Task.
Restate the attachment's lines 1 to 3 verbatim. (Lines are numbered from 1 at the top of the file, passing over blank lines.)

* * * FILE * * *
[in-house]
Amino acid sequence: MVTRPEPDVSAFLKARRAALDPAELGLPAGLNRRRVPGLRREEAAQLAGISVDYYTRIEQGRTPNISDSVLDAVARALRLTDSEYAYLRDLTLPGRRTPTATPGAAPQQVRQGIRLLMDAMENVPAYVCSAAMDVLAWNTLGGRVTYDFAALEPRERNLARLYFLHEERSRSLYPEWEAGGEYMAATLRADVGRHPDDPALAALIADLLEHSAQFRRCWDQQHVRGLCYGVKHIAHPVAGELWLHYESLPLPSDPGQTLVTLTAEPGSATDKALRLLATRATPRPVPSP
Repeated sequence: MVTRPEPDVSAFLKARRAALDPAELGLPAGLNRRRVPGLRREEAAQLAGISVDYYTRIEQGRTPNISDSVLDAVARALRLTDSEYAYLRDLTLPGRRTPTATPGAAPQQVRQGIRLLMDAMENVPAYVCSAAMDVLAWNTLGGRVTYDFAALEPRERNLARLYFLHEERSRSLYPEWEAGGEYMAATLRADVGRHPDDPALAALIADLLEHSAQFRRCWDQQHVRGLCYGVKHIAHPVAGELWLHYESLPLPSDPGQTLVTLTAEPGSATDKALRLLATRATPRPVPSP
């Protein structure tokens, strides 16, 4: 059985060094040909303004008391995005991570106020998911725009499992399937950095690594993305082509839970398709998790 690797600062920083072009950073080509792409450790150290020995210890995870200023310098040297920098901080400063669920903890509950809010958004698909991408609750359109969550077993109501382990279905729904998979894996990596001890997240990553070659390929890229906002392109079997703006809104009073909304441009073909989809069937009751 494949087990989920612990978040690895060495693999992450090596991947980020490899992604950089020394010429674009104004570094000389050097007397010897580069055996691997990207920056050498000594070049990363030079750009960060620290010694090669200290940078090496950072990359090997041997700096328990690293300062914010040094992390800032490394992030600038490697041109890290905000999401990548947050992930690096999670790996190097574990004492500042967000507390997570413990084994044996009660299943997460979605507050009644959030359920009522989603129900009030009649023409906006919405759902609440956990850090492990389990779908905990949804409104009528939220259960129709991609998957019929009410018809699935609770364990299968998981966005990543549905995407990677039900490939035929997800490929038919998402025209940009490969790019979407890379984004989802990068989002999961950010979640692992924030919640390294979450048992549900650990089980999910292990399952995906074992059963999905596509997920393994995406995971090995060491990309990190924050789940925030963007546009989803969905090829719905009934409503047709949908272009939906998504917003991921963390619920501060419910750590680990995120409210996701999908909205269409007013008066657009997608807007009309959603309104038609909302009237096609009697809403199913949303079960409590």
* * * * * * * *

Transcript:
[in-house]
Amino acid sequence: MVTRPEPDVSAFLKARRAALDPAELGLPAGLNRRRVPGLRREEAAQLAGISVDYYTRIEQGRTPNISDSVLDAVARALRLTDSEYAYLRDLTLPGRRTPTATPGAAPQQVRQGIRLLMDAMENVPAYVCSAAMDVLAWNTLGGRVTYDFAALEPRERNLARLYFLHEERSRSLYPEWEAGGEYMAATLRADVGRHPDDPALAALIADLLEHSAQFRRCWDQQHVRGLCYGVKHIAHPVAGELWLHYESLPLPSDPGQTLVTLTAEPGSATDKALRLLATRATPRPVPSP
Repeated sequence: MVTRPEPDVSAFLKARRAALDPAELGLPAGLNRRRVPGLRREEAAQLAGISVDYYTRIEQGRTPNISDSVLDAVARALRLTDSEYAYLRDLTLPGRRTPTATPGAAPQQVRQGIRLLMDAMENVPAYVCSAAMDVLAWNTLGGRVTYDFAALEPRERNLARLYFLHEERSRSLYPEWEAGGEYMAATLRADVGRHPDDPALAALIADLLEHSAQFRRCWDQQHVRGLCYGVKHIAHPVAGELWLHYESLPLPSDPGQTLVTLTAEPGSATDKALRLLATRATPRPVPSP